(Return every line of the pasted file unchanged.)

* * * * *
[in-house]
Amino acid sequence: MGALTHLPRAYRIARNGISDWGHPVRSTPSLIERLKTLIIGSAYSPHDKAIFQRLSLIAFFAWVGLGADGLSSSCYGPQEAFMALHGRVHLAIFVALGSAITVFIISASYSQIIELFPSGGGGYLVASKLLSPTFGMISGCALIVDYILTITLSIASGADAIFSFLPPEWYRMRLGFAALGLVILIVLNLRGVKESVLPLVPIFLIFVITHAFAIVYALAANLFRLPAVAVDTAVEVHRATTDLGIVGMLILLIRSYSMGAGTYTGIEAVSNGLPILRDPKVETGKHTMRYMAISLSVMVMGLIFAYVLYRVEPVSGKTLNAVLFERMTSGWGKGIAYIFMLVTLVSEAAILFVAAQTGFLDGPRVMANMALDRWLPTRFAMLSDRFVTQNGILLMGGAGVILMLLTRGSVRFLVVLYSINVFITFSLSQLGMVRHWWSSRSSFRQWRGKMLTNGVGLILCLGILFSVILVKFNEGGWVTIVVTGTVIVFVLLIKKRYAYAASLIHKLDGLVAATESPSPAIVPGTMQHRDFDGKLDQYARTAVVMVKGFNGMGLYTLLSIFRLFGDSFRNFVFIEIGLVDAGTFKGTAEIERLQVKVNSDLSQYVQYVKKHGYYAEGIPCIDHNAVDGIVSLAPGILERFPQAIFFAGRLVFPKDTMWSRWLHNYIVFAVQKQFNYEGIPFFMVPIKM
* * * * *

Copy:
[in-house]
Amino acid sequence: MGALTHLPRAYRIARNGISDWGHPVRSTPSLIERLKTLIIGSAYSPHDKAIFQRLSLIAFFAWVGLGADGLSSSCYGPQEAFMALHGRVHLAIFVALGSAITVFIISASYSQIIELFPSGGGGYLVASKLLSPTFGMISGCALIVDYILTITLSIASGADAIFSFLPPEWYRMRLGFAALGLVILIVLNLRGVKESVLPLVPIFLIFVITHAFAIVYALAANLFRLPAVAVDTAVEVHRATTDLGIVGMLILLIRSYSMGAGTYTGIEAVSNGLPILRDPKVETGKHTMRYMAISLSVMVMGLIFAYVLYRVEPVSGKTLNAVLFERMTSGWGKGIAYIFMLVTLVSEAAILFVAAQTGFLDGPRVMANMALDRWLPTRFAMLSDRFVTQNGILLMGGAGVILMLLTRGSVRFLVVLYSINVFITFSLSQLGMVRHWWSSRSSFRQWRGKMLTNGVGLILCLGILFSVILVKFNEGGWVTIVVTGTVIVFVLLIKKRYAYAASLIHKLDGLVAATESPSPAIVPGTMQHRDFDGKLDQYARTAVVMVKGFNGMGLYTLLSIFRLFGDSFRNFVFIEIGLVDAGTFKGTAEIERLQVKVNSDLSQYVQYVKKHGYYAEGIPCIDHNAVDGIVSLAPGILERFPQAIFFAGRLVFPKDTMWSRWLHNYIVFAVQKQFNYEGIPFFMVPIKM